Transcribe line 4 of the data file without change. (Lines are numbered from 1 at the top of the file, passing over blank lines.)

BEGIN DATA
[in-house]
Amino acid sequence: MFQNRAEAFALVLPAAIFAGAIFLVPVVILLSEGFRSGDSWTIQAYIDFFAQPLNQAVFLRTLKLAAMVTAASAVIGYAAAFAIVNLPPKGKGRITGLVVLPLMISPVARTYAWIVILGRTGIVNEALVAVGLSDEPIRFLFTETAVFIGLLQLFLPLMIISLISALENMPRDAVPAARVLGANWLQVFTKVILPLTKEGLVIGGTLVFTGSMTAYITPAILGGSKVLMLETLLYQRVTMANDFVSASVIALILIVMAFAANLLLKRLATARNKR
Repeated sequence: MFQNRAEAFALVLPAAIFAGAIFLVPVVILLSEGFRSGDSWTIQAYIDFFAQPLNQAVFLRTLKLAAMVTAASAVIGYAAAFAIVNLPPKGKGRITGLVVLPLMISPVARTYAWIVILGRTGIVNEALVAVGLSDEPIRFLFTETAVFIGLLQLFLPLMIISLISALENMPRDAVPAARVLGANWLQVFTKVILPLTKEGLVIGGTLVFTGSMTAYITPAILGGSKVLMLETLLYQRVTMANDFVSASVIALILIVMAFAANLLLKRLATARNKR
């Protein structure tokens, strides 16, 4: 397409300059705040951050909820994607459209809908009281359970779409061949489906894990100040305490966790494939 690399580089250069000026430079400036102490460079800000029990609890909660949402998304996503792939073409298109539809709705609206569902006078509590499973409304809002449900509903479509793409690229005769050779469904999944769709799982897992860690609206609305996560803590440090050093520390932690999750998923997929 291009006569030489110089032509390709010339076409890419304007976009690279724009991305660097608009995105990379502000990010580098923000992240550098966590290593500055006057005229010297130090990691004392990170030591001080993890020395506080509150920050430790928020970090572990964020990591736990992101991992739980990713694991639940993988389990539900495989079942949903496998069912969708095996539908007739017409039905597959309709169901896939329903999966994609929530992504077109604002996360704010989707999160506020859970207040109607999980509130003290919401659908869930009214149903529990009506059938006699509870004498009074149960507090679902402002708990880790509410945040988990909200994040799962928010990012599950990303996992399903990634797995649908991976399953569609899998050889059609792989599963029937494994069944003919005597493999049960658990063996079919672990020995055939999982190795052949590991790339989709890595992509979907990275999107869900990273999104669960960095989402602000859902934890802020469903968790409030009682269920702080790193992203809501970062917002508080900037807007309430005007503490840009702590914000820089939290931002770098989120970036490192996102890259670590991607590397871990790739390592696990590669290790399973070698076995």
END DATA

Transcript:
């Protein structure tokens, strides 16, 4: 397409300059705040951050909820994607459209809908009281359970779409061949489906894990100040305490966790494939 690399580089250069000026430079400036102490460079800000029990609890909660949402998304996503792939073409298109539809709705609206569902006078509590499973409304809002449900509903479509793409690229005769050779469904999944769709799982897992860690609206609305996560803590440090050093520390932690999750998923997929 291009006569030489110089032509390709010339076409890419304007976009690279724009991305660097608009995105990379502000990010580098923000992240550098966590290593500055006057005229010297130090990691004392990170030591001080993890020395506080509150920050430790928020970090572990964020990591736990992101991992739980990713694991639940993988389990539900495989079942949903496998069912969708095996539908007739017409039905597959309709169901896939329903999966994609929530992504077109604002996360704010989707999160506020859970207040109607999980509130003290919401659908869930009214149903529990009506059938006699509870004498009074149960507090679902402002708990880790509410945040988990909200994040799962928010990012599950990303996992399903990634797995649908991976399953569609899998050889059609792989599963029937494994069944003919005597493999049960658990063996079919672990020995055939999982190795052949590991790339989709890595992509979907990275999107869900990273999104669960960095989402602000859902934890802020469903968790409030009682269920702080790193992203809501970062917002508080900037807007309430005007503490840009702590914000820089939290931002770098989120970036490192996102890259670590991607590397871990790739390592696990590669290790399973070698076995």